Manufacturer: Bell Aircraft

Model: 32R

Name: Baby Cobra

Type: Racer

Date: 1948

Status: Experimental

Country: United States

Service: none

Designation: none


The Bell Baby Cobra was the last in a series of lightweight single-engine designs that started with Design D-6 (Army Air Corps XP-77), moving on to production variants P-77A and P-77B Airafighter (Models 32A and 32B) — similar to the prototypes and using inline and radial engines, respectively — on to the P-77C (Model 32E) which had a radial engine and a redesigned tail.

The Baby Cobra was conceived strictly as a racer. It returned to the inline engine of the first two models, but with the tail of the third. The main difference was of course the swept wing.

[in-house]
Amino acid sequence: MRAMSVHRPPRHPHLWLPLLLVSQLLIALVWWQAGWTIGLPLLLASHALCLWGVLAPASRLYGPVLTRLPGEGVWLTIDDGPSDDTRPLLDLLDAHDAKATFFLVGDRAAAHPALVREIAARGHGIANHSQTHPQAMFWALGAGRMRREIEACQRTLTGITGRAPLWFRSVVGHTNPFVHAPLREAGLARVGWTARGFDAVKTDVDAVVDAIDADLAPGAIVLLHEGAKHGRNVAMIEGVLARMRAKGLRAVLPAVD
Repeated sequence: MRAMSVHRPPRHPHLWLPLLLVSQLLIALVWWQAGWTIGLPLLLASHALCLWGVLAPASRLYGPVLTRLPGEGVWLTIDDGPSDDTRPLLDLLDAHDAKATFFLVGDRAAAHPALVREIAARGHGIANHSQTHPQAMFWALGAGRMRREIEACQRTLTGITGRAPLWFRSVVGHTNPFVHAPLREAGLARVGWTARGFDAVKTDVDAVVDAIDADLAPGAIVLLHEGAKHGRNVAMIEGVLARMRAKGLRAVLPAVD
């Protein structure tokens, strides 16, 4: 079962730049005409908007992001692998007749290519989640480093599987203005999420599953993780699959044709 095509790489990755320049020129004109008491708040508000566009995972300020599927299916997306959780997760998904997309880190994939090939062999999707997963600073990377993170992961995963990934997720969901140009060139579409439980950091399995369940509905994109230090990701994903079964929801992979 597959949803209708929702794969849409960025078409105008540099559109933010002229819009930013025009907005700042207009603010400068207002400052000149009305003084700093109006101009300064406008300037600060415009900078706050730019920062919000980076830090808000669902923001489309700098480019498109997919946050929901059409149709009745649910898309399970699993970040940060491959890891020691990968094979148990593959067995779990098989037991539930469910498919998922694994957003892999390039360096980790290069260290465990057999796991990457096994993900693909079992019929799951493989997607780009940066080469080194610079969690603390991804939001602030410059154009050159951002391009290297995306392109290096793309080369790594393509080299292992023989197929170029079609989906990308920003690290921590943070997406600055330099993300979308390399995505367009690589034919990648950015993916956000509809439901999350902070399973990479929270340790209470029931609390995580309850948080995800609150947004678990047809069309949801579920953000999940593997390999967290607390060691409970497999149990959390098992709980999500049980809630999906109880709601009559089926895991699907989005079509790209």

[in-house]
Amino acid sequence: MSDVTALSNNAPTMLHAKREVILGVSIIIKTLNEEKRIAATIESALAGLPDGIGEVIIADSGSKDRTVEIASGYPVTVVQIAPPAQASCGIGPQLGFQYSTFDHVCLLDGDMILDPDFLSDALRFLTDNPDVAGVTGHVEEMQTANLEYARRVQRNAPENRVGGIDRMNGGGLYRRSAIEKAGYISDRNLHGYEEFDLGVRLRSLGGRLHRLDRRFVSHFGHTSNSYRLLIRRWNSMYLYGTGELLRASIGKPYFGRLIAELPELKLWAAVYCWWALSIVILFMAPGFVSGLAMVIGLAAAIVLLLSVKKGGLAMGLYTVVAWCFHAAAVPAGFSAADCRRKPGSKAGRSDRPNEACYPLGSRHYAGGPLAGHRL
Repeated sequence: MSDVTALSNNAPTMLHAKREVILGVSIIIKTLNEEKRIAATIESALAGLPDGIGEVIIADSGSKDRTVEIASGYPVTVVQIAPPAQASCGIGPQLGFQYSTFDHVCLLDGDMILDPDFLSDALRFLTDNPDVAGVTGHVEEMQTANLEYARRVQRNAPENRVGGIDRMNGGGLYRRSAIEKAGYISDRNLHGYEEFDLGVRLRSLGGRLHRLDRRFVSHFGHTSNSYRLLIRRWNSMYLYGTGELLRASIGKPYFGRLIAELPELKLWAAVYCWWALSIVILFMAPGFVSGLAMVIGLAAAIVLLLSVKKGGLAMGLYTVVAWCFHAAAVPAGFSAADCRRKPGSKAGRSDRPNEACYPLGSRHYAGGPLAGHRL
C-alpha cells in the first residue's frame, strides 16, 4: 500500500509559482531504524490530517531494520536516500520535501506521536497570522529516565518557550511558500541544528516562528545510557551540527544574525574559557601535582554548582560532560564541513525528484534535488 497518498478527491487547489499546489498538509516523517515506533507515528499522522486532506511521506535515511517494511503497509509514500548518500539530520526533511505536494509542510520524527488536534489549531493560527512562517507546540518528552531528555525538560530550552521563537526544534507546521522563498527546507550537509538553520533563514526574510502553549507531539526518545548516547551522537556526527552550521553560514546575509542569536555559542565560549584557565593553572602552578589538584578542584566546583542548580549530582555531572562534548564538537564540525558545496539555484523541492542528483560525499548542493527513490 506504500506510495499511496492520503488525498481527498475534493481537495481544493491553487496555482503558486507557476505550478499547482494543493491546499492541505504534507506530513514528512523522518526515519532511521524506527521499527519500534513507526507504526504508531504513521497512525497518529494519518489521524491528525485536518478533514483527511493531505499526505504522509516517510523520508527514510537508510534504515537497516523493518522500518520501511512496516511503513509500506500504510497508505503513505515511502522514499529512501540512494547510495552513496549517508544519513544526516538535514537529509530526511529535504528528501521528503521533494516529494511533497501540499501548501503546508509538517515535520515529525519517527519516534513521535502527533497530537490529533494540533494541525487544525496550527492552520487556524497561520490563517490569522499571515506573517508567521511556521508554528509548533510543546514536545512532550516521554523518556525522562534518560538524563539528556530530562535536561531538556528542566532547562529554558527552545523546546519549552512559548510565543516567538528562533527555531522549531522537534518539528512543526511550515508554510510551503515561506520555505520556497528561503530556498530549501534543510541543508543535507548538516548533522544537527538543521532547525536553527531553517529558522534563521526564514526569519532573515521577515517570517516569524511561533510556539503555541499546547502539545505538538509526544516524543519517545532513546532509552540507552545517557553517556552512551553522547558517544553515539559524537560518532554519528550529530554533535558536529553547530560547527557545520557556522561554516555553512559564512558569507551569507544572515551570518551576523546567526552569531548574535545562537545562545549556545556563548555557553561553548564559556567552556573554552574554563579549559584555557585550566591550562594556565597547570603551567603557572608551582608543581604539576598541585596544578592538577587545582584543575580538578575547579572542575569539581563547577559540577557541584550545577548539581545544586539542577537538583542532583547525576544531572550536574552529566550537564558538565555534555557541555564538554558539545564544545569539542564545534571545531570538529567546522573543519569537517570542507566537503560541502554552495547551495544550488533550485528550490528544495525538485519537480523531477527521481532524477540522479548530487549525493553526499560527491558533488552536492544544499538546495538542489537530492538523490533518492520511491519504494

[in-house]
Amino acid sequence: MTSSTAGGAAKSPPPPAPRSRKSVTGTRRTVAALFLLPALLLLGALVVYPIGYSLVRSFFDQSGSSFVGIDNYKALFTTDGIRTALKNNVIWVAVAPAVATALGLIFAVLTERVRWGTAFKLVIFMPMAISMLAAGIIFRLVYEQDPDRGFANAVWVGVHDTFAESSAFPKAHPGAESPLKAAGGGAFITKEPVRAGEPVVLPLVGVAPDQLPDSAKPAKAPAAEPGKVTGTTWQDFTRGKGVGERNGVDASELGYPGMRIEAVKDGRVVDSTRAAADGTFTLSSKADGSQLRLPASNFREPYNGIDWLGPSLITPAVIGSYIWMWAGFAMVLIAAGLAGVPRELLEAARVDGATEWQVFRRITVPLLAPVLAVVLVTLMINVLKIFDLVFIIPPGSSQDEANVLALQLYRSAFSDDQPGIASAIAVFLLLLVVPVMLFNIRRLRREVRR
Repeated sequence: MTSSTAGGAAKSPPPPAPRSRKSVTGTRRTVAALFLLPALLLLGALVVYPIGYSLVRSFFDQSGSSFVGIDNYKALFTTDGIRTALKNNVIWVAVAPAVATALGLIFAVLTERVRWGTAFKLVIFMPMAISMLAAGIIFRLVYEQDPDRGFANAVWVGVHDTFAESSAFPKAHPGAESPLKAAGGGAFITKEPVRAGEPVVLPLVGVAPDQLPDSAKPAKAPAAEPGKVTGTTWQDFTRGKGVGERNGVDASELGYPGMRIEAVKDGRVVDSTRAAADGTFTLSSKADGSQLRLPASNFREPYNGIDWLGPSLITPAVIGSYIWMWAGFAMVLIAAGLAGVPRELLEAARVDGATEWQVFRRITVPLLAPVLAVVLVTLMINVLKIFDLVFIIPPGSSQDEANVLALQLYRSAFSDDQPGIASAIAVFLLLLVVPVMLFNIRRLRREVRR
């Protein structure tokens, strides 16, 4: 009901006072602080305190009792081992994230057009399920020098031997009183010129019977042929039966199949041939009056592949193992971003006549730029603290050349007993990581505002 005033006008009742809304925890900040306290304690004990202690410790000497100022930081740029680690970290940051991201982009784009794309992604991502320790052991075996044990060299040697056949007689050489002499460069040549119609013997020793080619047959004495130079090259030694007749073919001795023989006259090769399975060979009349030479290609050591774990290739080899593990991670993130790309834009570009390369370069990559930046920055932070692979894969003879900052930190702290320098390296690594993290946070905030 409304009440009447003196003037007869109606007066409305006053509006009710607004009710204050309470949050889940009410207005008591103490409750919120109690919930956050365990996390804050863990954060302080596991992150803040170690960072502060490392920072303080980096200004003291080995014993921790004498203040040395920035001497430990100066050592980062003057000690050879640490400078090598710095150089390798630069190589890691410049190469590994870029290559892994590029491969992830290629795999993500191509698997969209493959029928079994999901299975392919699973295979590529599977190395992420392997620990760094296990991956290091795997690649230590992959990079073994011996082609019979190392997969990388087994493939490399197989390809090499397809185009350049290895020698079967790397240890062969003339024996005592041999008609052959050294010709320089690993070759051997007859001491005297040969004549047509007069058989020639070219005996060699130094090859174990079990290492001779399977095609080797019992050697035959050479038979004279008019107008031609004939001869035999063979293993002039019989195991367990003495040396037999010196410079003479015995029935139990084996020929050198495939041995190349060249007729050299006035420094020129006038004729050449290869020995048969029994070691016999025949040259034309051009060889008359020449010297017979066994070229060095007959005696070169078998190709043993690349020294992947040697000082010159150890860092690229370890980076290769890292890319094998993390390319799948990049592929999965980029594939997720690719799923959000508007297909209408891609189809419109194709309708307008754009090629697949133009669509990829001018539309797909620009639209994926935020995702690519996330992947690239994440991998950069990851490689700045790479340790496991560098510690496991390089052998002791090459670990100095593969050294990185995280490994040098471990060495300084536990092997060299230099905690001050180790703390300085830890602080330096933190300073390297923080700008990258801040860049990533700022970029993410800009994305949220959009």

While the Model 32/P-77 series were entirely made of plywood (the idea being to use non-strategic materials so as to keep it for the bombers, basically) the Baby Cobra, was all-metal.

The Baby Cobra never participated in any official race, as it crashed on its way to Reno in July 1949, killing its test pilot Abraham Ulupong.


After the P-77C Airafighter, he Baby Cobra takes the P-77 lineage one step further in the form of a racing aircraft. These were extremely popular in the postwar years, and the P-77 would have made a great starting point for that!

Although it reverts to the inline engine of the XP-77 prototype, the fuselage and tail are those of the P-77C and the wing is swept back. Apart from the engine, the resulting aircraft has very little to do with the original type, as can be seen when comparing the two profiles!

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